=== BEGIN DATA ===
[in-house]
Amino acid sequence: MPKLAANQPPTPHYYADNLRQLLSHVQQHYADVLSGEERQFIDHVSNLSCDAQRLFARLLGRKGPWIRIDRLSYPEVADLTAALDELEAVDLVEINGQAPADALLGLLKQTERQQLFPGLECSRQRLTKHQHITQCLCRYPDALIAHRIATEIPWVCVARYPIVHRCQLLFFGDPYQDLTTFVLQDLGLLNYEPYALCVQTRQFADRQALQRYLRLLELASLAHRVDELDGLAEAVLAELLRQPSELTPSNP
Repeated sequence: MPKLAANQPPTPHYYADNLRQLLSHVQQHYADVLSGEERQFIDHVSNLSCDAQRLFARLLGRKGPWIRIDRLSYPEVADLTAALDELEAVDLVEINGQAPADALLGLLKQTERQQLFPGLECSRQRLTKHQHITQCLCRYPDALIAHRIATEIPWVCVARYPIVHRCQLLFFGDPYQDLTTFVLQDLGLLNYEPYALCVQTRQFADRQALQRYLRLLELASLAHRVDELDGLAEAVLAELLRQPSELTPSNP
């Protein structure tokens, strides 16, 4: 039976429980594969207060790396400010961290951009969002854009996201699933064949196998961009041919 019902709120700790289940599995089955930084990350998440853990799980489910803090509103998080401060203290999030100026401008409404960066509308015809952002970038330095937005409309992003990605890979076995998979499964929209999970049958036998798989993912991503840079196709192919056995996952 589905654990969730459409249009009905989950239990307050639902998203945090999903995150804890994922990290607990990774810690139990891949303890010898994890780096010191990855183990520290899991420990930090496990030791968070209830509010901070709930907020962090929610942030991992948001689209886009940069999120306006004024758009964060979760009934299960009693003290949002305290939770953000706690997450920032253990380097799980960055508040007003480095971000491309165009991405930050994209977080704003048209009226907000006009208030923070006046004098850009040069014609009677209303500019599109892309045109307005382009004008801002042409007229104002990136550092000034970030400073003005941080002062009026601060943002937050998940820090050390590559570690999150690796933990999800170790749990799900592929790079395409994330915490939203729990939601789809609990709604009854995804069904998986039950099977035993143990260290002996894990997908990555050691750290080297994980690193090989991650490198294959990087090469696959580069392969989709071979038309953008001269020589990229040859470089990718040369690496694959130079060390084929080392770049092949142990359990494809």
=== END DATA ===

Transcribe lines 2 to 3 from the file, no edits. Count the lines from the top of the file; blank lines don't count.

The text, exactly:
Amino acid sequence: MPKLAANQPPTPHYYADNLRQLLSHVQQHYADVLSGEERQFIDHVSNLSCDAQRLFARLLGRKGPWIRIDRLSYPEVADLTAALDELEAVDLVEINGQAPADALLGLLKQTERQQLFPGLECSRQRLTKHQHITQCLCRYPDALIAHRIATEIPWVCVARYPIVHRCQLLFFGDPYQDLTTFVLQDLGLLNYEPYALCVQTRQFADRQALQRYLRLLELASLAHRVDELDGLAEAVLAELLRQPSELTPSNP
Repeated sequence: MPKLAANQPPTPHYYADNLRQLLSHVQQHYADVLSGEERQFIDHVSNLSCDAQRLFARLLGRKGPWIRIDRLSYPEVADLTAALDELEAVDLVEINGQAPADALLGLLKQTERQQLFPGLECSRQRLTKHQHITQCLCRYPDALIAHRIATEIPWVCVARYPIVHRCQLLFFGDPYQDLTTFVLQDLGLLNYEPYALCVQTRQFADRQALQRYLRLLELASLAHRVDELDGLAEAVLAELLRQPSELTPSNP